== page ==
‘I won’t be your fool no more’.  And so it goes in the lyrics of the famous song written by Little Richard in 1956 and sung by many others, including Buddy Holly.  Now RW Johnson reflects on our present discontents.  He points out the best comment came from Julius Malema who described the situation as one of “pathological crisis”.  Malema said that “No one in the world will trust a political leadership that changes cabinet and finance ministers like underwear”. And that the first replacement, David Van Rooyen, had “questionable political credentials”.  In the words of RW Johnson ‘Van Rooyen may have been mayor of the great city of Merafong but most diplomats and journalists would have some trouble locating that town on a map.  Moreover he is not even a member of the ANC’s national executive committee’.

Read RW Johnson’s complete article Where to now? which appeared in Politicsweb yesterday and is based on an article that first appeared in Rapport newspaper. He is the author of How Long Will South Africa Survive?

Excerpts

Ironically, this places Gordhan – who was a weak finance minister in 2009-2014 – in a position of great strength. Even if he stands up to Dudu Myeni, Motsoaledi and the nuclear lobby, he can hardly be sacked now. But it is almost certainly wrong to imagine that he will play the role of the Iron Chancellor, the Horatio who holds the bridge. It is all a bit too late. This week’s antics almost certainly imply a recession in 2016 and that will make a further credit downgrade extremely hard to avoid.

When I published How Long Will South Africa Survive? in May this year I suggested that South Africa was heading fast towards a major economic crisis as its bonds got down-rated to junk status. Thus far events have followed this script almost to the letter. But shortly after the book’s publication I got a waspish email from a gentleman who worked in the Treasury who said I had things completely wrong.

. . . . .

Perhaps the best metaphor is that of an advancing crowd. Those in front face soldiers with guns, are scared to death and dig their heels in, trying as hard as possible not to be pushed forward. But behind them there is a large and happy mob, full of demands. It cannot see the danger in front and so it continues to push forward.

Together, such merrily ignorant folk exert quite unstoppable pressure so that the people in front are relentlessly pressed forward, despite all their efforts to stand fast. Nhlanhla Nene was the most important man in that front row. After a brief game of musical chairs, Gordhan stands in his place. But the crowd still presses on.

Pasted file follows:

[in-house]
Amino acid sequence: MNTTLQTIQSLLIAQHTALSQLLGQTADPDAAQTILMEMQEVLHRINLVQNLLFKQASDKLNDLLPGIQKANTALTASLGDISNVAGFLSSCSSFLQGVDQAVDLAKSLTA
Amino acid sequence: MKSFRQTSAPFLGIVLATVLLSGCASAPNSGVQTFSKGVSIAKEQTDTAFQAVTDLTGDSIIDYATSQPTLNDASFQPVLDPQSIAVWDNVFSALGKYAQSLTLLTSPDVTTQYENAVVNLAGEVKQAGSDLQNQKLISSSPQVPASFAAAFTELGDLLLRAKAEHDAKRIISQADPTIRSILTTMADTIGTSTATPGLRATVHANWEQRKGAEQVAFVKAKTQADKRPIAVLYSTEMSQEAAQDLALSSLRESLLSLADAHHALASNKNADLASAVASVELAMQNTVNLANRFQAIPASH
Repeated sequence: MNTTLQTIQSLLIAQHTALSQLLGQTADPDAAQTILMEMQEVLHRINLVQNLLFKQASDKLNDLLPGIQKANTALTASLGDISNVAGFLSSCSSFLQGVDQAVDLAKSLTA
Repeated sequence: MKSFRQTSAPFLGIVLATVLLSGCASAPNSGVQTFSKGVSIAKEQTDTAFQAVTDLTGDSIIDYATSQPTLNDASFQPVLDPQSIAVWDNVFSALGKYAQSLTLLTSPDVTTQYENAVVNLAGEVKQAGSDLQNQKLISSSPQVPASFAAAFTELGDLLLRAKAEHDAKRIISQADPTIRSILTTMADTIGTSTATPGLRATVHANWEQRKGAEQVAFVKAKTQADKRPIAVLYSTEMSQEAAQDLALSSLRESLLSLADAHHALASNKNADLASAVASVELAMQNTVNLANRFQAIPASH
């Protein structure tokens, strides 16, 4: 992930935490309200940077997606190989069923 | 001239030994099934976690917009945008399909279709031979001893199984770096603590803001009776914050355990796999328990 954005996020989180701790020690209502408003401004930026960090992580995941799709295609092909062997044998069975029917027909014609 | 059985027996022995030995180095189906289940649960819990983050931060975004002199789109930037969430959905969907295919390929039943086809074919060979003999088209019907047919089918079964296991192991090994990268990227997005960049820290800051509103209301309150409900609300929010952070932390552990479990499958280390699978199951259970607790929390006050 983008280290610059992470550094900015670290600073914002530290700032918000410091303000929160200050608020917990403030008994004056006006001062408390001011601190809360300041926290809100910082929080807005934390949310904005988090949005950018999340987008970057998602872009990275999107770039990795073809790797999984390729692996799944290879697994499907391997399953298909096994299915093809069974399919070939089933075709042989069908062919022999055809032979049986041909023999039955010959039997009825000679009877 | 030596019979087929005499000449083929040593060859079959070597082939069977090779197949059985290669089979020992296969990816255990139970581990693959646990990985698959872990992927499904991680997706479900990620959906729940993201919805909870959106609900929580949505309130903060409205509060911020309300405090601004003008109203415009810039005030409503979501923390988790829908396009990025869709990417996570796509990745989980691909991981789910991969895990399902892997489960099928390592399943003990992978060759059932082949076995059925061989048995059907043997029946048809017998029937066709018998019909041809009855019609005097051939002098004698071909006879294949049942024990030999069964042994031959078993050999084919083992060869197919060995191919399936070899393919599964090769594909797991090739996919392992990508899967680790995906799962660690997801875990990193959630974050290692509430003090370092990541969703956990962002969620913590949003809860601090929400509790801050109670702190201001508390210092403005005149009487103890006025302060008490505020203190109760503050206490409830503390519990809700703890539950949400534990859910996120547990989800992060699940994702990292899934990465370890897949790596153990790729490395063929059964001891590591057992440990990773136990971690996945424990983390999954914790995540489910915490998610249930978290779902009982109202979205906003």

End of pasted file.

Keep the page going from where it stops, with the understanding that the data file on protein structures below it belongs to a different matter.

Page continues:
While Gordhan may be stronger than before in relation to the President, he is considerably weaker in relation to the markets. It is not just that we now stand just one notch above junk status. The main point is that Zuma’s antics in this last week have given a deeply disconcerting glimpse of how poorly governed we are. After sacking Nene Zuma blundered through an address to a business audience full of paranoid imaginings and fundamentalist assertions.

In the midst of this meandering performance he revealed that he did not accept that value was dictated by the laws of supply and demand; instead he was an adherent of the labour theory of value which even Marxist economists stopped defending by the 1960s. In truth, Zuma is a semi-educated street corner activist and it showed. Zuma’s hasty denial that he had had another love-child with Dudu Myeni merely drew attention to the fact that he had put the country’s economy at risk in order to placate one of his girl friends – probably not even realising that he was doing so.

. . . . .

Currently, it is easy to find activists of all stripes who advocate an all-out attack on inequality without any consideration for the fact that redistributive policies quite normally throttle growth. Others happily advocate a high minimum wage with no concern for the higher unemployment this would cause. And at a time when there is increasing talk of a tax revolt there are still some gentle souls advocating far higher rates of tax to fund NHI, free education and other such Scandinavian delights: a particular favourite since the flying visit of Thomas Picketty is a wealth tax.

No one seems to notice that when President Mitterrand attempted to introduce such a tax in Picketty’s native France it quickly became a laughing stock, raised only a miniscule amount and had soon to be scrapped. This is all just froth and the time cannot now be long delayed when the considerably harsher contours of our real situation are made plain to all.